Leaders of the board that governs Iowa’s public universities are urging legislators to embrace the board’s new “performance-based” formula for state funding of the University of Iowa, Iowa State University and the University of Northern Iowa.
If the plan is adopted, ISU and UNI would get more, because they have more in-state students, while the University of Iowa would get less. Some legislators say that’s pitting one school against the others, but Board of Regents president Bruce Rastetter says the funding model for the public universities hadn’t been adjusted for over 70 years and it’s time to make the change.
“There’s important aspects of the funding model that make it open and transparent, that match the board’s goals and the universities’ goals with state funding,” Rastetter says. “Issues like accessibility, affordability, graduation rates, time to a degree to help lower that student debt number and in particular the University of Northern Iowa’s financial budget has always been challenged.”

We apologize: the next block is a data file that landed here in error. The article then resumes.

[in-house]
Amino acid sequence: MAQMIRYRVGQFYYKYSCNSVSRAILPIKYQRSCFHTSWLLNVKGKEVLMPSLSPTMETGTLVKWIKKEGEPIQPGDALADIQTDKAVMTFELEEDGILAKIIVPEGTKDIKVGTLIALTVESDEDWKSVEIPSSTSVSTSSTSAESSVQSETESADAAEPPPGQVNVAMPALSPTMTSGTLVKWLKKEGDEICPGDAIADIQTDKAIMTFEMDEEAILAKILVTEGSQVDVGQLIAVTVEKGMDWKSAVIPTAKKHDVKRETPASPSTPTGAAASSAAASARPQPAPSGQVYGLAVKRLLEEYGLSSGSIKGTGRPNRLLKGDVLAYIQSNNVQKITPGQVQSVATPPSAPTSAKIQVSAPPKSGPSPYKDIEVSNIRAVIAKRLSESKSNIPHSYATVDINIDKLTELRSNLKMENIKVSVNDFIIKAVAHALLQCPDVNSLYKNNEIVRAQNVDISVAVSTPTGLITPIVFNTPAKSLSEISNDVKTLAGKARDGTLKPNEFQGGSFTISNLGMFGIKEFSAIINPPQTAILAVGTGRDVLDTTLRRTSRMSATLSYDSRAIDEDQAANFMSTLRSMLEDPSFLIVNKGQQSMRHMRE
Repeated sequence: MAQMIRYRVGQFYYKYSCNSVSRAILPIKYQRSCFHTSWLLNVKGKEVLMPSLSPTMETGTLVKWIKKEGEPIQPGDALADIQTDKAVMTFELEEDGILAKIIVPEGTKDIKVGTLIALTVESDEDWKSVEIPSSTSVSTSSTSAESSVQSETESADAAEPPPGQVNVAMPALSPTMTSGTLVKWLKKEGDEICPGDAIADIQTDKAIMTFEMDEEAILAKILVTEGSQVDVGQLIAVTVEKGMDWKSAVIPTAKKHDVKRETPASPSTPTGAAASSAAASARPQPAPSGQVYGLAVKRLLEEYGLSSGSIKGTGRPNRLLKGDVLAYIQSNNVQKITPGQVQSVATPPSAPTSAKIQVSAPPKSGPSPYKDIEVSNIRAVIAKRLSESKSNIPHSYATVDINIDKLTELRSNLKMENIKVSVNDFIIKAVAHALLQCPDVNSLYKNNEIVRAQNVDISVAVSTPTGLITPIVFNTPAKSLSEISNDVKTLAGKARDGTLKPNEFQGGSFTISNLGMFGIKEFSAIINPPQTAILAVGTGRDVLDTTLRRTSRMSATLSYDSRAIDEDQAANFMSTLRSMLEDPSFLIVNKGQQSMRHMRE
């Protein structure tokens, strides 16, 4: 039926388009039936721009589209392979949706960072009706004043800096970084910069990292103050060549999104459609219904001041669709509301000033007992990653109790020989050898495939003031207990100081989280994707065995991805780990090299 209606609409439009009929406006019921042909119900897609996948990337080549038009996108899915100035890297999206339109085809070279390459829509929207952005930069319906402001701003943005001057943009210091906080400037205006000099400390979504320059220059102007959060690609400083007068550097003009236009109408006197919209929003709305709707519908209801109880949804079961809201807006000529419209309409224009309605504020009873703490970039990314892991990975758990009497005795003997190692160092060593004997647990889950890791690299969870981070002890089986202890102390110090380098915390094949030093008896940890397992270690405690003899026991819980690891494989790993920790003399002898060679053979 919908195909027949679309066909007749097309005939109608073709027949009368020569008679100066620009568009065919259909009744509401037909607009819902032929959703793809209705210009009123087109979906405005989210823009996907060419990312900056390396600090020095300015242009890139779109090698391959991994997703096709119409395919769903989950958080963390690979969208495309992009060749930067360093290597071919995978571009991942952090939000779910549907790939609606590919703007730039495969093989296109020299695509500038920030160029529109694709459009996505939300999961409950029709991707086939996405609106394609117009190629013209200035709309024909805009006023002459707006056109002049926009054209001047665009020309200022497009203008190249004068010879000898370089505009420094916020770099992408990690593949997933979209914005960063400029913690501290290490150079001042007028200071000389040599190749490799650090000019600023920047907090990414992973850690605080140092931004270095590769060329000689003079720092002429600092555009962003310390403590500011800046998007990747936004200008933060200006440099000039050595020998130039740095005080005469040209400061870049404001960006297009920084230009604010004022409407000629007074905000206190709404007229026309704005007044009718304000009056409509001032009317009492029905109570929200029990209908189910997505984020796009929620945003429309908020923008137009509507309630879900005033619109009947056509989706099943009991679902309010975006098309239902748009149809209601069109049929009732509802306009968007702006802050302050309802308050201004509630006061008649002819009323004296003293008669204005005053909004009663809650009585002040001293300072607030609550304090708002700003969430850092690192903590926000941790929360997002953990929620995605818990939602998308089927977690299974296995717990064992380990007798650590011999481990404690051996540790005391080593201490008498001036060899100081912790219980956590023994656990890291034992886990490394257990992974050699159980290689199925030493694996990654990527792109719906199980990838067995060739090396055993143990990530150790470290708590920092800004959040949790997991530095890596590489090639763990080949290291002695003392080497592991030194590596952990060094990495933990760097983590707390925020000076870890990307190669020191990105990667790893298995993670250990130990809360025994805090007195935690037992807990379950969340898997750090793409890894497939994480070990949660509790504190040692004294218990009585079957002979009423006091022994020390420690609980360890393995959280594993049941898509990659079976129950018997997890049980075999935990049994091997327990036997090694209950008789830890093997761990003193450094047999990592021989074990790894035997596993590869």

Under the decades-old formula for distributing state funding, the University of Iowa got 46 percent, Iowa State got 36 percent and UNI got 18 percent. Katie Mulholland, the president pro-tem of the Board of Regents, says the new formula would place a great emphasis on sending state money to support students who are Iowa residents.
“The purpose behind the whole formula is to give some stability when we go for appropriations,” Mulholland says, “so that we can say exactly where the money is going and that it’s going for Iowa students.”
Some legislators say the new formula will start a “war for students” — raising the stakes among the large public universities and the state’s small private colleges and universities in the competition for Iowa high school graduates. Rastetter points to the roughly 5000 Iowa high school grads each year who choose to go out of state to college and he says they should be more heavily recruited to attend an Iowa institution, as they’ll be more likely to stay in the state after graduation.
“Beyond that we have a number of first generation students,” Rastetter says. “The hispanic population is growing in Iowa…We should work to attract them and that’s part of the public university mission.”
Rastetter and Mulholland made their comments during this morning’s taping of Iowa Public Television’s “Iowa Press” program that airs this evening.